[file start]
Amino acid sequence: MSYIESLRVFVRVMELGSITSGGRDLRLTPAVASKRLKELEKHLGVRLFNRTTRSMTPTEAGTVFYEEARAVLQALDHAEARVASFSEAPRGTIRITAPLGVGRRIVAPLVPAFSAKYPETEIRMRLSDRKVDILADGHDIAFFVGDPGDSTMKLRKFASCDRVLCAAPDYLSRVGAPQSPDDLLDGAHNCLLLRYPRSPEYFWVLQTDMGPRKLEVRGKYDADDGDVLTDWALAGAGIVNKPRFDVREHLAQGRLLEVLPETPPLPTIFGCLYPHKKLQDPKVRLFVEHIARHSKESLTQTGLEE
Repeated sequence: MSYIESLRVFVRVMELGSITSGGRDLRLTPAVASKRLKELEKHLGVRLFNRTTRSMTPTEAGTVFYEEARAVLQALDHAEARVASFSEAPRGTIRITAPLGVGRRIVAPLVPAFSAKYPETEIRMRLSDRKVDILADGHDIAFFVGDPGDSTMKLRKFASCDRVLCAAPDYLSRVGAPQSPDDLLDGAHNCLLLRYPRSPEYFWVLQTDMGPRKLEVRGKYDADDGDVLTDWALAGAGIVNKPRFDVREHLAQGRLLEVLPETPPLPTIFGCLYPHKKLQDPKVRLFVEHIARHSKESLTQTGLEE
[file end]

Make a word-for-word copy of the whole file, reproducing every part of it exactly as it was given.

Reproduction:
Amino acid sequence: MSYIESLRVFVRVMELGSITSGGRDLRLTPAVASKRLKELEKHLGVRLFNRTTRSMTPTEAGTVFYEEARAVLQALDHAEARVASFSEAPRGTIRITAPLGVGRRIVAPLVPAFSAKYPETEIRMRLSDRKVDILADGHDIAFFVGDPGDSTMKLRKFASCDRVLCAAPDYLSRVGAPQSPDDLLDGAHNCLLLRYPRSPEYFWVLQTDMGPRKLEVRGKYDADDGDVLTDWALAGAGIVNKPRFDVREHLAQGRLLEVLPETPPLPTIFGCLYPHKKLQDPKVRLFVEHIARHSKESLTQTGLEE
Repeated sequence: MSYIESLRVFVRVMELGSITSGGRDLRLTPAVASKRLKELEKHLGVRLFNRTTRSMTPTEAGTVFYEEARAVLQALDHAEARVASFSEAPRGTIRITAPLGVGRRIVAPLVPAFSAKYPETEIRMRLSDRKVDILADGHDIAFFVGDPGDSTMKLRKFASCDRVLCAAPDYLSRVGAPQSPDDLLDGAHNCLLLRYPRSPEYFWVLQTDMGPRKLEVRGKYDADDGDVLTDWALAGAGIVNKPRFDVREHLAQGRLLEVLPETPPLPTIFGCLYPHKKLQDPKVRLFVEHIARHSKESLTQTGLEE